Chapter 4: Credible Qualitative Research

Select a qualitative research study in an area you know something about. Now go through the following steps:

  1. Review the study in terms of the quality criteria set out in Table 4.1.
  2. If the study fails to satisfy all these criteria, consider how it could have been improved to satisfy them.
  3. Consider to what extent these criteria are appropriate to your area. Are there additional or different criteria which you would choose?

This exercise asks you to use the field-note conventions set out in Table 4.2. You should gather observational data in any setting with which you are familiar and in which it is relatively easy to find a place to make notes (you may return to the setting you used for Exercise 5.2). Observe for about an hour. Ideally, you should carry out your observations with someone else who is using the same conventions.

  1. Record your notes using these field-note conventions. Compare your notes with your colleague’s. Identify and explain any differences.
  2. What conventions were difficult to use? Why was this so (e.g. because they are unclear or inappropriate to the setting)?
  3. Can you think of other conventions that would improve the reliability of your field notes?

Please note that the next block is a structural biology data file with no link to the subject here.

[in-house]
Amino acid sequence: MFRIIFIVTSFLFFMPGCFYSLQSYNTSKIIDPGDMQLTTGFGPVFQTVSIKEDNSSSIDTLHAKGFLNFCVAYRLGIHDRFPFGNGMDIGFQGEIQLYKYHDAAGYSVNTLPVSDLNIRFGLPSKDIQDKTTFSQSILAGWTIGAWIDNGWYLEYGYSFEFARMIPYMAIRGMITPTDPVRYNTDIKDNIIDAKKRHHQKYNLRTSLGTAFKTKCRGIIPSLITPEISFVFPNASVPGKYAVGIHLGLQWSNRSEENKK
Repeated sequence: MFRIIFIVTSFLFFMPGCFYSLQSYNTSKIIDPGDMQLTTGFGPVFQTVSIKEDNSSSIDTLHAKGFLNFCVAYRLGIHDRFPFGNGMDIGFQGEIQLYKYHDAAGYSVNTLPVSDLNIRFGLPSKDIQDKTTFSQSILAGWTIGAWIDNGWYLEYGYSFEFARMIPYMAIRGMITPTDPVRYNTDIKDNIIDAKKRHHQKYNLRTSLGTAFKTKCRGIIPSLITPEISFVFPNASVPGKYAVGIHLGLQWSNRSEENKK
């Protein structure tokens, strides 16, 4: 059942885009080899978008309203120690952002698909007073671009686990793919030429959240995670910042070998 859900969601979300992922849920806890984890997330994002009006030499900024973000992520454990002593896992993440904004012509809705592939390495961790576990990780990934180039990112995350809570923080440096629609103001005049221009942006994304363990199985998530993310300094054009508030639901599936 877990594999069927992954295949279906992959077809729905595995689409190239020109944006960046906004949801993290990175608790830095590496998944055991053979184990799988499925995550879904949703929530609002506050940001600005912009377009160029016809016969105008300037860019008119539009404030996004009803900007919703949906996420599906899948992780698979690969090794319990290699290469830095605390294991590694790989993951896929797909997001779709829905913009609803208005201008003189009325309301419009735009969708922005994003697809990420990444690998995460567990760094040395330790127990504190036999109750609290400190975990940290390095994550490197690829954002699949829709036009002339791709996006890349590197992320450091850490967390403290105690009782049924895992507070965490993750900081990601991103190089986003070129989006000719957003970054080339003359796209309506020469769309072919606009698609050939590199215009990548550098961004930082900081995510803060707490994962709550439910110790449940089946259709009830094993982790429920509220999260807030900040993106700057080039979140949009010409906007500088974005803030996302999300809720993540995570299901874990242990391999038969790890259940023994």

4. Which further fields of enquiry do your field notes suggest?

This exercise is meant to accustom you to the advantages and limitations of simple tabulations. Choose an accessible setting (e.g. a room in a library, a café).

Now follow these steps:

  1. Count whatever seems to be countable in this setting (e.g. the number of people entering and leaving or engaging in certain activities).
  2. Assess what these quantitative data tell you about social life in this setting. How far can what you have counted be related to any one social science theory or concept with which you are familiar?
  3. Beginning from the theory or concept selected in step 2, indicate how you might count in terms of it rather than in terms of common-sense categories.
  4. Attempt to count again on this basis. What associations can you establish?
  5. Identify deviant cases (i.e. items that do not support the associations that you have established). How might you further analyse these deviant cases, using either quantitative or qualitative techniques? What light might that throw on the associations which you have identified?